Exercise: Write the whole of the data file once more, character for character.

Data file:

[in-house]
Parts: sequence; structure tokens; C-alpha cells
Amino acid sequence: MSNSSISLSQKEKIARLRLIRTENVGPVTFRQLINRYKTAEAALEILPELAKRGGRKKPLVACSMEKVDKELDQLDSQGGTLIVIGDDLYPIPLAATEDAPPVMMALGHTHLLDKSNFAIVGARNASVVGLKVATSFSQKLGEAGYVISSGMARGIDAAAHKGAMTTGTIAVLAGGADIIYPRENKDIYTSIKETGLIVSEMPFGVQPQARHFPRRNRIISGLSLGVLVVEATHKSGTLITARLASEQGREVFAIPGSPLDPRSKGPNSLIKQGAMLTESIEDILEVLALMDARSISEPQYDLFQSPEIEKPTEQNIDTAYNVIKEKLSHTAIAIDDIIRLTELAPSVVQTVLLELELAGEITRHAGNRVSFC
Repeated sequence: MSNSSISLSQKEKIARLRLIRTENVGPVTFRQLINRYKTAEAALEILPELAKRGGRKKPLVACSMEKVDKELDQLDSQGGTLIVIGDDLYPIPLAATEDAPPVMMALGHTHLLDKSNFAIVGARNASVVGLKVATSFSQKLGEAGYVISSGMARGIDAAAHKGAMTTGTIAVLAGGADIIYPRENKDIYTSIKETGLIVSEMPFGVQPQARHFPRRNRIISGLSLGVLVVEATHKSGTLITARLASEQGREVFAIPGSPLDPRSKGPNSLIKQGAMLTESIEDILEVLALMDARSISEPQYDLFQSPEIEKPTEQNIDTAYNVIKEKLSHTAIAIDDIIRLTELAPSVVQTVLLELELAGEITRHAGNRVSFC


[in-house]
Parts: sequence; structure tokens; C-alpha cells
Amino acid sequence: MSNSSISLSQKEKIARLRLIRTENVGPVTFRQLINRYKTAEAALEILPELAKRGGRKKPLVACSMEKVDKELDQLDSQGGTLIVIGDDLYPIPLAATEDAPPVMMALGHTHLLDKSNFAIVGARNASVVGLKVATSFSQKLGEAGYVISSGMARGIDAAAHKGAMTTGTIAVLAGGADIIYPRENKDIYTSIKETGLIVSEMPFGVQPQARHFPRRNRIISGLSLGVLVVEATHKSGTLITARLASEQGREVFAIPGSPLDPRSKGPNSLIKQGAMLTESIEDILEVLALMDARSISEPQYDLFQSPEIEKPTEQNIDTAYNVIKEKLSHTAIAIDDIIRLTELAPSVVQTVLLELELAGEITRHAGNRVSFC
Repeated sequence: MSNSSISLSQKEKIARLRLIRTENVGPVTFRQLINRYKTAEAALEILPELAKRGGRKKPLVACSMEKVDKELDQLDSQGGTLIVIGDDLYPIPLAATEDAPPVMMALGHTHLLDKSNFAIVGARNASVVGLKVATSFSQKLGEAGYVISSGMARGIDAAAHKGAMTTGTIAVLAGGADIIYPRENKDIYTSIKETGLIVSEMPFGVQPQARHFPRRNRIISGLSLGVLVVEATHKSGTLITARLASEQGREVFAIPGSPLDPRSKGPNSLIKQGAMLTESIEDILEVLALMDARSISEPQYDLFQSPEIEKPTEQNIDTAYNVIKEKLSHTAIAIDDIIRLTELAPSVVQTVLLELELAGEITRHAGNRVSFC